U.S. defends continued military presence in South Korea

08:44, October 29, 2010      

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A senior White House official on Thursday defended continued U.S. military presence in South Korea as necessary, calling it a "cornerstone of stability and prosperity" for U.S. allies.

"We think that the United States military presence in the region has been fundamental to its security and stability," said Ben Rhodes, White House Deputy National Security Advisor For strategic Communications. "It's enabled the peaceful rise of multiple powers, it's supported the security of our allies -- Japan and (South) Korea."

He told reporters that the sinking of the Cheonan vessel demonstrates again the essential need for the U.S. to remain engaged, "to send a strong signal that we are not in any way reducing our commitment to the security of our allies or the region."

South Korea's 1,200-ton Cheonan vessel with 104 crew members aboard sank on March 26 near the maritime border with the Democratic People's Republic of Korea (DPRK) after an explosion. Only 58 sailors were rescued.

South Korea issued in May the result of its investigation, which alleged Cheonan was sunk by a DPRK torpedo. The claim was immediately rejected by the DPRK National Defense Commission.

DPRK has long called for U.S. withdrawal of its troops from South Korea, saying U.S. military presence has constituted a major obstacle to the improvement of inter-Korean and DPRK-U.S. relations and the achievement of peace and reunification of the Korean peninsula. The U.S. maintains some 30,000 troops in South Korea.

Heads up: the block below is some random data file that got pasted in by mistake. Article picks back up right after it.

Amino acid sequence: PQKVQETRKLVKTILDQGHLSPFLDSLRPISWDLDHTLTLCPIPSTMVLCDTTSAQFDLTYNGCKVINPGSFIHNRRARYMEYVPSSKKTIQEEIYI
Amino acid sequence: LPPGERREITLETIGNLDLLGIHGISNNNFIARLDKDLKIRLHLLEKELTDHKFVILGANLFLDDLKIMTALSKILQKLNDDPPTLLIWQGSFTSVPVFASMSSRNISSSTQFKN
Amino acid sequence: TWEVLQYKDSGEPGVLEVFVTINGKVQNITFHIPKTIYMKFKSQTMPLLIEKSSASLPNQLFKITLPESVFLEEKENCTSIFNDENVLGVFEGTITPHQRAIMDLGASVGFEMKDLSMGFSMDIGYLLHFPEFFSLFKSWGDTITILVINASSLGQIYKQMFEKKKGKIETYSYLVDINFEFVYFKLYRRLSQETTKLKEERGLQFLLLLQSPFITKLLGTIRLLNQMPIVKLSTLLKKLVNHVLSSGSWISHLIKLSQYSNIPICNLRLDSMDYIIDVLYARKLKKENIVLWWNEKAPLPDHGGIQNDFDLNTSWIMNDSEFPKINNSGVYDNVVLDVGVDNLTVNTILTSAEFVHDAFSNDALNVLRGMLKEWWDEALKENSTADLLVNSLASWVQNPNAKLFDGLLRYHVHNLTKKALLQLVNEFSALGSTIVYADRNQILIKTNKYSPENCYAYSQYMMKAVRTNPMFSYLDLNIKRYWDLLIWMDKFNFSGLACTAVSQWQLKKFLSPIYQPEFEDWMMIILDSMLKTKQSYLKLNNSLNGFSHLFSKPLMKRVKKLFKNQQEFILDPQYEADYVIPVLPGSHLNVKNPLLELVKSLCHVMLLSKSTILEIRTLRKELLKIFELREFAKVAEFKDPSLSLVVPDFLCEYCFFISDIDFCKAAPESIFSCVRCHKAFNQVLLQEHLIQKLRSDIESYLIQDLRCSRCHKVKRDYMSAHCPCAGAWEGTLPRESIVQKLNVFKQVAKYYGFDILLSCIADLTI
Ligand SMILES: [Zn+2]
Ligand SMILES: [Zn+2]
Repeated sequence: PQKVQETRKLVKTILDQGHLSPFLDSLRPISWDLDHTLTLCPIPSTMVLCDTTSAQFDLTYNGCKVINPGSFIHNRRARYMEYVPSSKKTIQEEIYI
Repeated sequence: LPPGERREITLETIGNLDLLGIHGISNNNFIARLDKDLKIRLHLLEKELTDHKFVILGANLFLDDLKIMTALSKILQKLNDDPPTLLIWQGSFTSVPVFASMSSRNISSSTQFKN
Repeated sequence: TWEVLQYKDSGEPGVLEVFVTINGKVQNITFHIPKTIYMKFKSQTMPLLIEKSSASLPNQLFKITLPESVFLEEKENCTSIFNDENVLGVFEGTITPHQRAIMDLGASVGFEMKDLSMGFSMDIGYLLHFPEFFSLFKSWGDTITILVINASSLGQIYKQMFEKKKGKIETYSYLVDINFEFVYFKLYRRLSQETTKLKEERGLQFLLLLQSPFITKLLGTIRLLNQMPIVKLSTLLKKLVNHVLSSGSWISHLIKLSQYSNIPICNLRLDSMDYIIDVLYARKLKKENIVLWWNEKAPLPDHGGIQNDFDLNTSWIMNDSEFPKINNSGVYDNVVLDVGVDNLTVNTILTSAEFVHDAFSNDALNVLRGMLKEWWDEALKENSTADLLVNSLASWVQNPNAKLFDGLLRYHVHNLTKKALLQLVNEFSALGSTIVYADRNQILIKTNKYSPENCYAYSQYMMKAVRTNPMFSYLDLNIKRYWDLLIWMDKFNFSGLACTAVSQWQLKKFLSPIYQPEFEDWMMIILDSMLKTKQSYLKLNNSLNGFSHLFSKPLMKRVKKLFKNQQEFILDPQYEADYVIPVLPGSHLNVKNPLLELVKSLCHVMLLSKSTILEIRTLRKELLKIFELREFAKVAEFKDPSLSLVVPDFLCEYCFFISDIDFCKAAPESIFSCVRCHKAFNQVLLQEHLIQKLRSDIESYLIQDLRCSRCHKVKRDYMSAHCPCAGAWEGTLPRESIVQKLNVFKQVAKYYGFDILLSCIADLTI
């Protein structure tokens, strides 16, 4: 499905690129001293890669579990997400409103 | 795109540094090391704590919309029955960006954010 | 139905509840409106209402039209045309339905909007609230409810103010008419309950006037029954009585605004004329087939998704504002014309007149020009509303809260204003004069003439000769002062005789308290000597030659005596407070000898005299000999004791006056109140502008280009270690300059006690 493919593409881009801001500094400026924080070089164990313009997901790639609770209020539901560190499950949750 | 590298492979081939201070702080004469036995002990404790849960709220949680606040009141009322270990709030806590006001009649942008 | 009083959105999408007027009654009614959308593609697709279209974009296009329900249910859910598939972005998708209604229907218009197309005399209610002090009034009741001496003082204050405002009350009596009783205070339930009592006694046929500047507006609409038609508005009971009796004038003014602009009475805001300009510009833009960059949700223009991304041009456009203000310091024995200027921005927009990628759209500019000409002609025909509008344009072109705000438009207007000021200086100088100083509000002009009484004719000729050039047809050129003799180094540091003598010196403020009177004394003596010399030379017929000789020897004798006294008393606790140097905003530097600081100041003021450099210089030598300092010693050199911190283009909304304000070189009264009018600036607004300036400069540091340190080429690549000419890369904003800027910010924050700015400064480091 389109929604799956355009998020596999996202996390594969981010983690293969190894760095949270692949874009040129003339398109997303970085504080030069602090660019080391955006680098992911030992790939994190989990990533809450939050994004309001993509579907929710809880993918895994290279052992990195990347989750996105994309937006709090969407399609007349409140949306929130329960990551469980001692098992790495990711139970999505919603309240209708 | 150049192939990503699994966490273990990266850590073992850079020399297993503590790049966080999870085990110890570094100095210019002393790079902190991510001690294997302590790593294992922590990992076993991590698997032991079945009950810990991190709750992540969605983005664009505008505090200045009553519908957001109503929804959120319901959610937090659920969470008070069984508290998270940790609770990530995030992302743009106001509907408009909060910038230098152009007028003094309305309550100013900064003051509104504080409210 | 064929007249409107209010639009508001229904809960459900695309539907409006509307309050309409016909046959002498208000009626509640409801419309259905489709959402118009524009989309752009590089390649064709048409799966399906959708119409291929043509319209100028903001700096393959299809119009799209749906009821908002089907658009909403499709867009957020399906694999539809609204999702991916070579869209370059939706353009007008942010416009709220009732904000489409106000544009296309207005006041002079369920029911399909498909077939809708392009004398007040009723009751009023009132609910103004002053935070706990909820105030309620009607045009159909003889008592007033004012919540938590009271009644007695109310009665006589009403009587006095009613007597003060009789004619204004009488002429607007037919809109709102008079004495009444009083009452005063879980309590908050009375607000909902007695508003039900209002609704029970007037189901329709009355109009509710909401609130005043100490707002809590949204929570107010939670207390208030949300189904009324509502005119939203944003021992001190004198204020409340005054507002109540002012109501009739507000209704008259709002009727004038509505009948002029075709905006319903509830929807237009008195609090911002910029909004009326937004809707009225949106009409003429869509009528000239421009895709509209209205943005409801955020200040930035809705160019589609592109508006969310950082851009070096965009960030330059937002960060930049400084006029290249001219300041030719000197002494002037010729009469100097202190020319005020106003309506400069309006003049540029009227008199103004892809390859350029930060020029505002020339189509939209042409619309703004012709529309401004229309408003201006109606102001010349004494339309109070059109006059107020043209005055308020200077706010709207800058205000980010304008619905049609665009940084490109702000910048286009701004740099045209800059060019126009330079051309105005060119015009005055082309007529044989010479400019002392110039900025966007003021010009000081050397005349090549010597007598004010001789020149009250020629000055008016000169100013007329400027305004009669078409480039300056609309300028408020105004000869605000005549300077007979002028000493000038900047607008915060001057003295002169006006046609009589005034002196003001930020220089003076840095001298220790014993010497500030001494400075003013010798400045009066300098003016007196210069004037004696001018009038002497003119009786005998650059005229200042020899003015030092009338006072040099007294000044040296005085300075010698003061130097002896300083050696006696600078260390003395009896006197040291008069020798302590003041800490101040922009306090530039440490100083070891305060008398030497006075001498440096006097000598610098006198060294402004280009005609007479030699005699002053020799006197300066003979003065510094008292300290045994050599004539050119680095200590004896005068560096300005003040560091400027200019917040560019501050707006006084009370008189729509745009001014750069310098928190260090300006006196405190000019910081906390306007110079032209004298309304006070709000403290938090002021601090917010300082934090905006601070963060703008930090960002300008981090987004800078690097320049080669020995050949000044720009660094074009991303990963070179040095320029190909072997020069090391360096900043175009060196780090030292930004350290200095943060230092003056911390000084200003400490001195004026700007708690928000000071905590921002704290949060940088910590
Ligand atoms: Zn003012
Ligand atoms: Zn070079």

"I think that military presence is as necessary as it's ever been, it's been a cornerstone of stability and prosperity, and it will continue to be into the future," Rhodes said at a news briefing at the White House on President Barack Obama's upcoming trip to Indonesia, South Korea and Japan which runs from Nov. 9-14.

Jeff Bader, senior director for Asian affairs of the White House National Security Council, said Obama's visit to South Korea and attendance at the G-20 summit held there show that DPRK needs to understand it's going to have to take steps "not only to address our concerns, but South Korea's," and that the U.S. stands "shoulder-to-shoulder" with South Korea.

"North Korea cannot simply take steps toward the United States and think that we will react unless they're addressing the concerns that South Korea has long had and which are even more intense in the way of the sinking of the Cheonan," Bader added.

The senior advisor said the U.S. would welcome and be prepared to pursue a process with DPRK that leads to it having normal relations with its neighbors and the United States, but first DPRK has to demonstrate that it is going to improve its relations with South Korea and show "some sincerity" on the denuclearization issue.

Source: Xinhua


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